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Mystery fans who have read Sanchez's two earlier novels will find the same quick-moving crime story here in Little Mountain, but the author has accomplished something unique with this book. It isn't a caper. It's a serious work with a social message. Sanchez has brought the horror, the terror, the murderous perversions that plagued Cambodia under the Khmer Rouge and made those evil forces "characters" in Litle Mountain.
The protagonist, Sambeth Long, was no more than a teenager when the Angka, the organization of killers within the Khmer Rouge, wiped out his entire family. Sam left Cambodia, found freedom in the USA, and worked hard to become a police detective in Lowell, Massachusetts, and in the midst of a murder investigation, he begins to uncover evidence that members of Angka are present in Lowell.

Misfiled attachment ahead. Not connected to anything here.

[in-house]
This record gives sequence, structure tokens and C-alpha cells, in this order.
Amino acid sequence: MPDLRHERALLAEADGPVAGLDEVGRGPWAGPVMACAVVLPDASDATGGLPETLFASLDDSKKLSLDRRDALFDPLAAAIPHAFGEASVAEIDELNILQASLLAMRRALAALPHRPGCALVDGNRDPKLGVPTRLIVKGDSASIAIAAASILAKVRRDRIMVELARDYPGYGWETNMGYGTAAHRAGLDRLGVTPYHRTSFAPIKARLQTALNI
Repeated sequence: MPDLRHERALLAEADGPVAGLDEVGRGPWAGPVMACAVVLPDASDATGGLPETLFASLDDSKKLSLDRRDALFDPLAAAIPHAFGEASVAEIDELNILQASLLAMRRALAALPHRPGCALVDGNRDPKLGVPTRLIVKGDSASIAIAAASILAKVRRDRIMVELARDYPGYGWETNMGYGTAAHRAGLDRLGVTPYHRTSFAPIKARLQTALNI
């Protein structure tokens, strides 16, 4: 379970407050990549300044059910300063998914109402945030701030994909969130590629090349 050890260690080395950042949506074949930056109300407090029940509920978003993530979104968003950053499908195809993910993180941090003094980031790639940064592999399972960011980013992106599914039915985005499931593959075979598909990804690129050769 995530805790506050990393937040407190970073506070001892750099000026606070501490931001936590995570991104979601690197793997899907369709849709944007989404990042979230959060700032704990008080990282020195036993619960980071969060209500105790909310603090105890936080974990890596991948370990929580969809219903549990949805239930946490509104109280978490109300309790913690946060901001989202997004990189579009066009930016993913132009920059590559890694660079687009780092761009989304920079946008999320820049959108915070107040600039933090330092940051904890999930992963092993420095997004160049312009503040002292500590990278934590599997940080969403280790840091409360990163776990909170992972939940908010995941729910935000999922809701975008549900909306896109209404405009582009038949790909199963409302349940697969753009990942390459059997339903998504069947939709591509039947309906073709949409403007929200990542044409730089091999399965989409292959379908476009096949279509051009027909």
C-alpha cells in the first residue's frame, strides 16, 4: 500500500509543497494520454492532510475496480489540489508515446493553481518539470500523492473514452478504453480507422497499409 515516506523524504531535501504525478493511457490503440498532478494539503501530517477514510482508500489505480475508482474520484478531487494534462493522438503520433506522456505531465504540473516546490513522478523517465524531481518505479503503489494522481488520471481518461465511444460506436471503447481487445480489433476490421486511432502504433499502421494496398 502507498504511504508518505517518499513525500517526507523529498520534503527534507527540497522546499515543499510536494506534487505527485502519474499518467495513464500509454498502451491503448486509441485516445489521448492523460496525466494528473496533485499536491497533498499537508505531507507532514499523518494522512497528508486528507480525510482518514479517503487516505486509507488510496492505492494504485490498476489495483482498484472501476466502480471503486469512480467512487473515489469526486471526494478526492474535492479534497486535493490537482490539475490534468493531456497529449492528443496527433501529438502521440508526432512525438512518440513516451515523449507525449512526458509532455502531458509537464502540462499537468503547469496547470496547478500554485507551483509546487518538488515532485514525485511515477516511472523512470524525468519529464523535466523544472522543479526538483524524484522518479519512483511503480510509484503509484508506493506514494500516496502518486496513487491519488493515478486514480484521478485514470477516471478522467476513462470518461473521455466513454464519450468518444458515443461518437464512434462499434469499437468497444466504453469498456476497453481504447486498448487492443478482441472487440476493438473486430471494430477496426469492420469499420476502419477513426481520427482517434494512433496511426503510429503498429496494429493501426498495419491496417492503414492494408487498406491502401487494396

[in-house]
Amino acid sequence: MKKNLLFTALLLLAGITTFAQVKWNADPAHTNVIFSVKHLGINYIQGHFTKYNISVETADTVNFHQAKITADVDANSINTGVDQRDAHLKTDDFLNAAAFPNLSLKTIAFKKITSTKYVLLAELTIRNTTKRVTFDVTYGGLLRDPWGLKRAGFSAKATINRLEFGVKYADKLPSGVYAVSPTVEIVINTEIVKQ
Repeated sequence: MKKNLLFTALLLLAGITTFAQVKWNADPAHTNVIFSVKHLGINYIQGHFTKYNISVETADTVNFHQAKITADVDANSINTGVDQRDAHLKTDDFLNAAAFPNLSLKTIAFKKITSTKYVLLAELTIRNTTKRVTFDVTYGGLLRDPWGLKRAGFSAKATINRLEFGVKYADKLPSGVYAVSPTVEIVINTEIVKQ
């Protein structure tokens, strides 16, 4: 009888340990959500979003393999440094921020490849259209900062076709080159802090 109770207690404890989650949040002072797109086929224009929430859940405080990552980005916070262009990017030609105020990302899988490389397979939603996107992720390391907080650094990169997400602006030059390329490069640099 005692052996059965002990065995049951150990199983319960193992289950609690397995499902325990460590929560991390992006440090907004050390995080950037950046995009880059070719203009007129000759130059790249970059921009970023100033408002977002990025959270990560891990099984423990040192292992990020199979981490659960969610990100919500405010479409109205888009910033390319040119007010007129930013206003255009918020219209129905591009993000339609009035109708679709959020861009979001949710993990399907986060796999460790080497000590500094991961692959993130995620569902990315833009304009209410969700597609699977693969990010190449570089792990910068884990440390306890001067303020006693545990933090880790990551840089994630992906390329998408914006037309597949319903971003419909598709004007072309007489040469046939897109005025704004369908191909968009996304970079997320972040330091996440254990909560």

Sanchez's characters are well-drawn, especially Sam, notably as he describes the tension between the ambitious and dedicated refuge and Sam's wife's New England family. Sanchez also portrays well the changes that have come to cities like Lowell as they cope with one more wave of immigrants.
There is little gratuitous gore, but the bad guys are dealt with satisfactorily, and readers who like to see justice served when reading crime and mystery novels will especially appreciate the conclusion of Little Mountain when Sam understands and makes the right choice.